Fire and health working in partnership

NHS England’s Deputy Director for Long Term Conditions, Older People and End of Life Care, and the County Fire Officer for Greater Manchester examine the progress of the two organisations’ unique working partnership:

NHS England and the National Fire Chiefs Council (NFCC) along with other partners, started working together in 2015 at a national level to maximise the opportunities to better identify and support local people most in need.

Since then, there’s been some fantastic progress with local areas starting to see results that are improving people’s lives as well as benefitting fire, health and care services.

Evaluation so far indicates that every £1 invested by the Fire Service on a safe and well visit saves a minimum of £2.52 healthcare spend. This is calculated only on reduction in acute demand and based on the Greater Manchester FRS community risk intervention team who install risk reduction equipment, and support hospital discharge arrangements as part of their safe and well service.

There are currently 41 of the 46 Fire and Rescue Services (FRS) providing support in 41 Sustainability and Transformation Partnerships (STPs) with the ability to reach 581,000 people in 2017-18. There’s a short video on the NHS England Youtube channel that provides a brief overview of the work and a great public-facing animation that shows what a safe and well visit is, on the Hampshire Fire and Rescue Service website.

In essence, the opportunity for Fire Rescue Services and health to work more effectively together is based on three interdependent components that were put forward by the NFCC:

  • Common risk factors between health and fire services which increase demand such as multi-morbidity and frailty, cognitive impairment, smoking, drugs, alcohol, physical inactivity, obesity, loneliness and cold homes.
  • FRS move towards prevention – most FRS have now moved significant resources towards preventing, rather than just reacting to fires.
  • Opportunity to supplement (not replace) existing health support – each year 670,000 home safety checks were carried out by the FRS across England and many services recognised they could offer a more holistic assessment within these, with some already starting to work with health partners to provide support.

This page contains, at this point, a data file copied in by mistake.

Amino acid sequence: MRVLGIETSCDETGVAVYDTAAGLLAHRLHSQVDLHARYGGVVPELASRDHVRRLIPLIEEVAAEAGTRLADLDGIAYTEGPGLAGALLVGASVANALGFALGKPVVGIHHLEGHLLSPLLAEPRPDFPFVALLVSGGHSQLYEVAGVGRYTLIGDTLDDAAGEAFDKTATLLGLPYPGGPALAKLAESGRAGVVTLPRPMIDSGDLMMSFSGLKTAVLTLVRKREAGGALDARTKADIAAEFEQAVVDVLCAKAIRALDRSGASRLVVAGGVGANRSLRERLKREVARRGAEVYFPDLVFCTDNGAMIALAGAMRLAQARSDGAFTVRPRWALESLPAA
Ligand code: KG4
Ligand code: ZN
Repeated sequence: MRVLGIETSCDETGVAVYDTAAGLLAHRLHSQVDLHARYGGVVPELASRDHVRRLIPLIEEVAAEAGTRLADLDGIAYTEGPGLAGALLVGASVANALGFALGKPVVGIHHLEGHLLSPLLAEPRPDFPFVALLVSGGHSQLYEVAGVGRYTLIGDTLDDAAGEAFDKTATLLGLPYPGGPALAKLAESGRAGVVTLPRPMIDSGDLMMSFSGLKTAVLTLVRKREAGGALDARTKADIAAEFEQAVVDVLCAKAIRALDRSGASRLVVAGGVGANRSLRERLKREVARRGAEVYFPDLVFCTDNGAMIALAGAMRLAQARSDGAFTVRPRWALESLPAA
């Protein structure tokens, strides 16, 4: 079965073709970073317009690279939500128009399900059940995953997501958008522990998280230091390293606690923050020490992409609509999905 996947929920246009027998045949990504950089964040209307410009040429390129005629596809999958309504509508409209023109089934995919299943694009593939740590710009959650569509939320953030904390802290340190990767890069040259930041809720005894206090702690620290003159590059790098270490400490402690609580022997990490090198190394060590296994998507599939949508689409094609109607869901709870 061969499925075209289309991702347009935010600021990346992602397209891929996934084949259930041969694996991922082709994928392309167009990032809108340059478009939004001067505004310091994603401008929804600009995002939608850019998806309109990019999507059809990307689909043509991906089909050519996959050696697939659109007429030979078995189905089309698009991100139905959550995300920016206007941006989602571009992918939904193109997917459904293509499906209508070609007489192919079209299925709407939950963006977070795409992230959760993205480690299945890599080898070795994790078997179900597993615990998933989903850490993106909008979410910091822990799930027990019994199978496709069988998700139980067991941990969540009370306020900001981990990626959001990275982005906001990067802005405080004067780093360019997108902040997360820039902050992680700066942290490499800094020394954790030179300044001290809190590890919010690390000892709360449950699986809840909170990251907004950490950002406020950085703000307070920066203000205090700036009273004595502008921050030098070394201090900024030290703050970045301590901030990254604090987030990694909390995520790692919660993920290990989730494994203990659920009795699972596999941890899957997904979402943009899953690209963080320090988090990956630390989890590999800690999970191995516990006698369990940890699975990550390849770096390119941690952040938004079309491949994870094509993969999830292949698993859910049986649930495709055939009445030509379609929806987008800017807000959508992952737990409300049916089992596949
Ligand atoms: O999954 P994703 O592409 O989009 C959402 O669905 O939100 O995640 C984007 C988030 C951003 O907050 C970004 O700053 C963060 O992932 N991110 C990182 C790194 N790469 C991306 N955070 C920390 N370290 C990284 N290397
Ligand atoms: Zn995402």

If you need any more convincing about the “why” from a health perspective, take a look at these figures:

  • There are estimated to be around one million people living with frailty in England and for those living with severe frailty (3 per cent of over 65s) they have four times the risk of hospitalisation, nursing home admission or death.
  • Around one-in-three adults over 65 who live at home will have at least one fall a year, and about half of these will have more frequent falls.
  • Unaddressed fall hazards in the home are estimated to cost the NHS £435million.
  • There are around 255,000 fall-related emergency hospital admissions in England among patients aged 65 and older.
  • The total cost of fragility fractures to the UK has been estimated at £4.4billion.
  • 5 per cent (975,000) of older people often or always feel lonely, 1.7 per cent (200,000) of older people have not had a conversation with friends or family for a month, 31.4 per cent (3.6 million) of older people say television is their main form of company.
  • Loneliness can increase risk of premature death by a quarter, is as harmful as smoking 15 cigarettes a day and people with a high degree of loneliness are twice as likely to develop Alzheimer’s disease.

Locally, each service is agreed and set up by the FRS with health partners to respond to local need with common core components including falls and social isolation. In areas where relations between fire and health are more advanced, the actions taken with commissioners have gone beyond safe and well visits.  For example, timely detection of atrial fibrillation, falls prevention initiatives, bowel cancer screening and both blood pressure and cholesterol monitoring.

Leicestershire’s “Braunstone Blues” service combines fire, police and ambulance personnel and includes life skills training for local residents. 1,200 home visits – or 25% of homes in the area – led to a 3.3 per cent reduction in hospital admissions, and a reduction in calls to 999 from care homes and other institutions.